• I’ve heard similar stories in which people tend to come home more often at the beginning of their college experience but their visits decrease as the years go on and the semesters pass. Judging from your college experience, I am looking forward to it a lot! This summer I went to a university to study and take courses, just like an actual college atmosphere – it was the best month of my life, and it made me look forward to the real college life even more. I am beginning to work diligently on my applications, so keep your fingers crossed for me! (:

  9. Ron

    I would like to offer my two cents worth if I may. I am not gay, and know absolutely nothing about the topic which makes me totally unqualified to adivse, comment or to even have a fully rational opinion on the topic. I have no idea of what it feels like or does not feel like that is a highly individual thing. For that matter, how can we really prove that any two people preceive color in the same way? What I see as blue may very well be perceived by another person the way I see orange. There is no way to prove or disprove. We all agree upon what is green, blue, yellow etc. because somebody in our childhood made a great effort to point to the color and repeated the name of the color over and over again until we got it right. So then, how can one person truly experience anothe person’s feelings, other than making assumptions about them?

    Now for my two cents worth. My exposure to the gay community has been the same as many other non gay individuals, mainly through the news media and entertainment. While the news media is always the first to scream hate crime,—phobic or injustice in thick black lettered headlines they also are the same ones who will sensationalize the topic by printing a front page picture or news video of the most outlandish, stereotypical dress or behaviour. Movies and television will often portray gay men as sensitive, effeminate artistic individuals, and gay women masculine, body builders making a point of bussying themselves with typically male occupations-truck driver, construction, bouncer etc. Unfortunately, we are fed this nonsense, it is in fact propaganda. There is not enough information for one to form a rational opinion with, and so stereotypes, hatred, intollerance brew in places where it need not.

    So, then why is my opinion important??
    I have known a total of 5 people who are gay. More correctly I have known 5 out of all the people I know are gay. One was an employee, two were ministers at our church, one a technical consultant, one a partner of one of the ministers. Know something?? It made absolutely no difference to me. They did the jobs they were supposed to do very well. BTW I did meet with one outside of business over coffee..Why?? He was interested in solar energy, something I have dabbled with. Why is this important?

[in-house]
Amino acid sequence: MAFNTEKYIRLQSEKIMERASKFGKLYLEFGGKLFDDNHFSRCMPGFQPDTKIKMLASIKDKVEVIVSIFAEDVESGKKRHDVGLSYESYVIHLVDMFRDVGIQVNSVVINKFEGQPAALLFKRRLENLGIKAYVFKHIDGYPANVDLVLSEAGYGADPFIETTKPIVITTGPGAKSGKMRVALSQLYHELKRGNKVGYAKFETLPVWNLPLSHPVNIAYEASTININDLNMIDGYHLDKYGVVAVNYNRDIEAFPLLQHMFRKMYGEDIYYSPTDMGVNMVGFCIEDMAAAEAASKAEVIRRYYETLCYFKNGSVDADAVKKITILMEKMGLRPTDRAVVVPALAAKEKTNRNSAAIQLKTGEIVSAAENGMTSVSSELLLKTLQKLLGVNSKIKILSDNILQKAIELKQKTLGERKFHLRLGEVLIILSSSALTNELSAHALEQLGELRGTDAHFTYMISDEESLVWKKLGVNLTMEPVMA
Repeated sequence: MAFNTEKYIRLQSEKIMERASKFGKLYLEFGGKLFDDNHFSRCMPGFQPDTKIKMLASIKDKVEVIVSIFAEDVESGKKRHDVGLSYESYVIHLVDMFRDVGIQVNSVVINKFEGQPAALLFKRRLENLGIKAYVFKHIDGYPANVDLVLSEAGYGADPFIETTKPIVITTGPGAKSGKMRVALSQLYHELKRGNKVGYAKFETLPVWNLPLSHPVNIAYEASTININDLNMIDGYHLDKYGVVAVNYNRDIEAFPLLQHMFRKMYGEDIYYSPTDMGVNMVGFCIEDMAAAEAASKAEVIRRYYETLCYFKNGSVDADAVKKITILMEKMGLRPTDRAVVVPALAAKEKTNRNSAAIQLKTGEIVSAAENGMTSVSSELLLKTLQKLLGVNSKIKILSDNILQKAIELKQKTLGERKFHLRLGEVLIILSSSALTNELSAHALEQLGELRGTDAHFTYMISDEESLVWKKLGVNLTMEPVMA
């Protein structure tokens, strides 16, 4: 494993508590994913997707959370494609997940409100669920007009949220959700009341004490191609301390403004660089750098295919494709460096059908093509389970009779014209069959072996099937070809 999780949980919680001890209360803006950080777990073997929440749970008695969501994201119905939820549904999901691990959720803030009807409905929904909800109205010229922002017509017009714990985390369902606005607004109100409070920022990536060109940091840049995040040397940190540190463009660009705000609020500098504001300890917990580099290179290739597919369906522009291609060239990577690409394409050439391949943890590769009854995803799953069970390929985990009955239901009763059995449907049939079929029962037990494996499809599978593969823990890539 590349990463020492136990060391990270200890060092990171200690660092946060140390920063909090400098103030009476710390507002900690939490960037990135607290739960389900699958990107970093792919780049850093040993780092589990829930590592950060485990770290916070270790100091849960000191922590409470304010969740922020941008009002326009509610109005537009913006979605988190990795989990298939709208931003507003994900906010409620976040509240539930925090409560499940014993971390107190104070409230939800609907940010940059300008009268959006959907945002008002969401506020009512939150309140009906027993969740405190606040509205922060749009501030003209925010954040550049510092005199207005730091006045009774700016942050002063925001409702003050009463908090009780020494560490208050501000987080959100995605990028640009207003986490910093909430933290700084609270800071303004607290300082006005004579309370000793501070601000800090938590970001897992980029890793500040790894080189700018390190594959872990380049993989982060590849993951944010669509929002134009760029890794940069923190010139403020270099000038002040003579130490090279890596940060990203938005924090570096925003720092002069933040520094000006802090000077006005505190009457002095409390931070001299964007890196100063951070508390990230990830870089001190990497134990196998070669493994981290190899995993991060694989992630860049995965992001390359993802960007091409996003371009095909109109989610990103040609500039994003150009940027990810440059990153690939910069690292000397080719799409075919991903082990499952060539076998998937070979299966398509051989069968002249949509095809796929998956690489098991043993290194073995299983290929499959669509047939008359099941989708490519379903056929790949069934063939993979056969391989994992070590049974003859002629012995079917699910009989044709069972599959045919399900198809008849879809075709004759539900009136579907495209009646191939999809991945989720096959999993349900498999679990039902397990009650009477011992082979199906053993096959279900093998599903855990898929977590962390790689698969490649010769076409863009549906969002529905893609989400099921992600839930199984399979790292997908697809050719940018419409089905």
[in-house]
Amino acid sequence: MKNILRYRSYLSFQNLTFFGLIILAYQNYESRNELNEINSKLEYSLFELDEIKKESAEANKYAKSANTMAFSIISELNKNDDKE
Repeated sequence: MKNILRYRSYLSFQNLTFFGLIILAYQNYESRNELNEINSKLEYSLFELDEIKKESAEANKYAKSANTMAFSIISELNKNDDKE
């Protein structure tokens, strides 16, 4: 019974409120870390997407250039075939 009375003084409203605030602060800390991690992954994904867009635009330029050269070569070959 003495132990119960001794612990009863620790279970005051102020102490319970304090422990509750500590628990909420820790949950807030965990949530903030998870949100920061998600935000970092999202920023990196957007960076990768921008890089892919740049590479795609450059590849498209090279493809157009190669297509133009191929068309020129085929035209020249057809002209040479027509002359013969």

I am one of the persons, yes, one of those awful 1 percenters. Wealthy, powerful, self employed. Also Christian and very conservative. Know what else? I do not care one iota about anybodies sexual orientation. NO, that is not some facade of tollerance that I may be accused of putting forth, while I plot with my cohorts how to impose our desires on the world. It is therefore important because you may actually work for me, and my view on the topic is actually shared by a lot more people in this world than you may think. Fewer and fewer people cling on to old prejudices. I can not speak for everybody. But I do speak for myself. One day somebody may answer a help wanted add we have placed. When you come see me for an interview, all I care about is if you are qualified to do the job and will commit yourself to it. Excell at the job and you get—- MORE MONEY perhaps if we expand a PROMOTION. That is all. There are no boxes to check or lines to fill in regarding one’s sexual orientation on the application form. It is not an issue. Bring your partner to the party. Your new co-workers also will not make an issue of it..

    In the end, it is a highly sensitive, personal issue for each individual to deal with and make the ultimate decision. The decision should not be based upon how others will perceive you, or what you think other expect of you. And unfortunately, still not without its risks.

    • Wow, okay, there is so much in this one comment – it deserves its own post, ha ha!

      First off, I love how you concede that you may not be able to completely understand any other person. This is very true. However, I also love how you bring in your experience with the five gay people you know. I’ve read articles about how people who know gay people personally are way more likely to be accepting of gays in general – and that may have also influenced you. The media does portray this stereotypical image of gays, and yet there are those who are able to see past that either on their own somehow or by knowing someone actually is gay and doesn’t abide by those stereotypes.

      Also, I agree with everything you said about how you view gay people. And by view gay people, I mean, how you don’t care about their sexuality at all. Even though you say you are Christian and very conservative, you do not possess the narrow-mindedness that a lot of people think Christians and conservatives have. In the work place, work should be the one important thing – not personal drama, not ethnicity, not sexuality. Jobs are jobs, and the quintessential thing is that employees fulfill their duties well or above average. What you stated in your comment is exactly how things should be. There should be no discrimination within the workplace based on attributes that don’t even affect work performance.

      Thank you for this great comment. If anyone claims that all Christians or conservatives are anti-gay or bigots, I now have something I can refer to. It is unfortunate that coming out is such a big issue and even a risk to some, but hopefully more and more people will gain knowledge regarding gays and how they are human beings just like everyone else.